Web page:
Parenthood can be stressful, but it has health benefits too, says a new study.
The study by Brigham Young University researchers showed that parenthood is linked to lower blood pressure, particularly so among women.
Parenthood is obviously not the only route to low blood pressure - daily exercise and a low-sodium diet also do the trick.
However, the noteworthy aspect of the latest study is the idea that social factors may also protect physical health.
"While caring for children may include daily hassles, deriving a sense of meaning and purpose from life's stress has been shown to be associated with better health outcomes," said Julianne Holt-Lunstad, a BYU psychologist who studies relationships and health.
The study involved 198 adults who wore portable blood pressure monitors, mostly concealed by their clothes, for 24 hours.
The monitors took measurements at random intervals throughout the day - even while participants slept.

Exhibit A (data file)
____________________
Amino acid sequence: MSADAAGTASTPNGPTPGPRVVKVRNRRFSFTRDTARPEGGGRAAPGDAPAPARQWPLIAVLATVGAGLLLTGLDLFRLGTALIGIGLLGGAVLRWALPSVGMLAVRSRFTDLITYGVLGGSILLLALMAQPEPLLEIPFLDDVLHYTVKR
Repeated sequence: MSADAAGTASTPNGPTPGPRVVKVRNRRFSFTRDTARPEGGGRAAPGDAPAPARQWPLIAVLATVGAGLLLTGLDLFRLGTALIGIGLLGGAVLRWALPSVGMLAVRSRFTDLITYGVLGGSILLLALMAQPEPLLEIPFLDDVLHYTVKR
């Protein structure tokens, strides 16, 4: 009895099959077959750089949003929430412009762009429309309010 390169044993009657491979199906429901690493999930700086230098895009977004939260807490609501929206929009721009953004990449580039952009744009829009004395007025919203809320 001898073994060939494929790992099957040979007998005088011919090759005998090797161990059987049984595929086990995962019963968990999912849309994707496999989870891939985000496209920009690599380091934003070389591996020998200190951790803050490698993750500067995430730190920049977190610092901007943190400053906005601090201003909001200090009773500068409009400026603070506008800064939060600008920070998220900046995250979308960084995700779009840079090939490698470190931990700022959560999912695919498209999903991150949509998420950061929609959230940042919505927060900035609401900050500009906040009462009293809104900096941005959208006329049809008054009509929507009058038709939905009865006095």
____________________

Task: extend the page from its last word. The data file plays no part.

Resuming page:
This method provides a better sense of a person's true day-to-day blood pressure. Readings taken in a lab can be inflated by people who get the jitters in clinical settings.
It's a real phenomenon known as the "white coat" effect, and it can mess up the results of studies done without the portable monitors.
A statistical analysis allowed the researchers to account for other factors known to influence blood pressure - things like age, body mass, gender, exercise, employment and smoking - and zero in on the effect of parenthood.
For parents overall, the 24-hour blood pressure readings averaged 116 / 71.ll other things being equal, parents scored 4.5 points lower than non-parents in systolic blood pressure (the top number) and 3 points lower than non-parents in diastolic blood pressure.
Holt-Lunstad said the size of the difference is statistically significant, but she warns against hastily making major life changes based on this finding alone.
"This doesn't mean the more kids you have, the better your blood pressure. The findings are simply tied to parenthood, no matter the number of children or employment status," Holt-Lunstad said.
The effect was more pronounced among women, with motherhood corresponding to a 12-point difference in systolic blood pressure and a 7-point difference in diastolic blood pressure.
The findings have been reported in the peer-reviewed journal Annals of Behavioral Medicine.